Mr. Shihabi asserted that the quartet failed to clearly communicate the underlying reasons for the crisis and this led to a misreading of the conflict, particularly in the United States. He explained how familial clashes between the Saudis and Qataris going back to the mid-1990s set the stage for growing distrust in the decades that followed. Despite various efforts to build mutual trust, Mr. Shihabi suggested that the Qataris have been actively trying to subvert the Saudi royal family, something backed up by recordings seized in Libya after the fall of Qadhafi. In his view, the quartet would have been better served by explaining the history of efforts to build mutual trust and the perceived Qatari failure to honor these agreements as context for the partial embargo. This would have shown the extent to which Qatar has interfered in the internal security of its neighbors, often through outlets like Al Jazeera that have given voice to the Saudi opposition, without doing the same in Qatar. Despite these clear differences, he thinks that the countries will ultimately come together and that the U.S. can be useful by adding its prestige to any final agreement.

Mr. Des Roches offered a military perspective to the discussion, highlighting some of the security-related considerations that impact the U.S. approach to the dispute. In general terms, he cautioned against trying to view the GCC through the lens of NATO, as the mismatch in size between Saudi Arabia and the other GCC states means that the Saudis will always play an outsized role. He views GCC cohesion as a positive, in that it could lead to more efficient allocation of military hardware based on budgets and competency. He cautioned against changing U.S. policy around the selection of military bases and making this contingent on approving of the host government, as this limits U.S. flexibility to act. He also believes that the U.S. ability to force a resolution is limited but believes one will be reached, especially as GCC unity is so vital to counterterrorism efforts and containing Iran.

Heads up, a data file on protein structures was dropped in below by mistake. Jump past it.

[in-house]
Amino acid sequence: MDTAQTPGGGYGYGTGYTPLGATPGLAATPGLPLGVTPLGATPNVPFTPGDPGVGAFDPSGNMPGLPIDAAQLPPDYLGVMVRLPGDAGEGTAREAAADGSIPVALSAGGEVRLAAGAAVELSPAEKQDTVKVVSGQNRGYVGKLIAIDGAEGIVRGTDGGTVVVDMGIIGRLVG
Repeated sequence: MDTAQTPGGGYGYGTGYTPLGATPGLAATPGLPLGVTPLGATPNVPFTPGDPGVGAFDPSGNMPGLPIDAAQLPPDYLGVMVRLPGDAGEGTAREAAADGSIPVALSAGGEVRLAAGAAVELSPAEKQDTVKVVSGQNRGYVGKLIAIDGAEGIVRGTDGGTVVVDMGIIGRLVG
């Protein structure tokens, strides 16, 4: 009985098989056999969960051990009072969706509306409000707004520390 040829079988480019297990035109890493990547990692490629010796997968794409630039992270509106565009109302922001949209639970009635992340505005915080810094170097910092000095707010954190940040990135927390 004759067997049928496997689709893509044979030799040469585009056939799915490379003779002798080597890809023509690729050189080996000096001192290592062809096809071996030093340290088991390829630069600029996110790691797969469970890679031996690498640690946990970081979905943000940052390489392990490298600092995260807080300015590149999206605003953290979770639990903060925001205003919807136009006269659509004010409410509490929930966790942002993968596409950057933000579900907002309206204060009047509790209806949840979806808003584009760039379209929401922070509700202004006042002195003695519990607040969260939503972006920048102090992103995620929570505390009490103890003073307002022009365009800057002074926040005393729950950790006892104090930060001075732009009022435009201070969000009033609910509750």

The full video from the event is available on the Middle East Policy Council website. A full transcript from the event will be posted in a few days at and published in the next issue of the journal Middle East Policy. For members of the media interested in contacting these speakers or other members of the Middle East Policy Council’s leadership, please email


Event Speakers

Mr. Timothy Lenderking

Deputy Assistant Secretary for Arabian Peninsula Affairs, Bureau of Near Eastern Affairs, Department of State
Former Deputy Chief of Mission, U.S. Embassy in Riyadh

Mr. Ali Shihabi

Founder and Executive Director, Arabia Foundation
Author, Arabian War Games and The Saudi Kingdom: Between the Jihadi Hammer and the Iranian Anvil

Prof. David Des Roches

Associate Professor, Near East South Asia Center for Security Studies, National Defense University
Former Director, Arabian Peninsula, Department of Defense

Mr. Perry Cammack

Fellow, Middle East Program, Carnegie Endowment for International Peace
Former Policy Planning Staff, Secretary of State John Kerry
Former Professional Staff Member, Senate Foreign Relations Committee


Ambassador Richard J. Schmierer

Chairman, Board of Directors, Middle East Policy Council
Former Ambassador, Sultanate of Oman




Dr. Thomas R. Mattair

Executive Director, Middle East Policy Council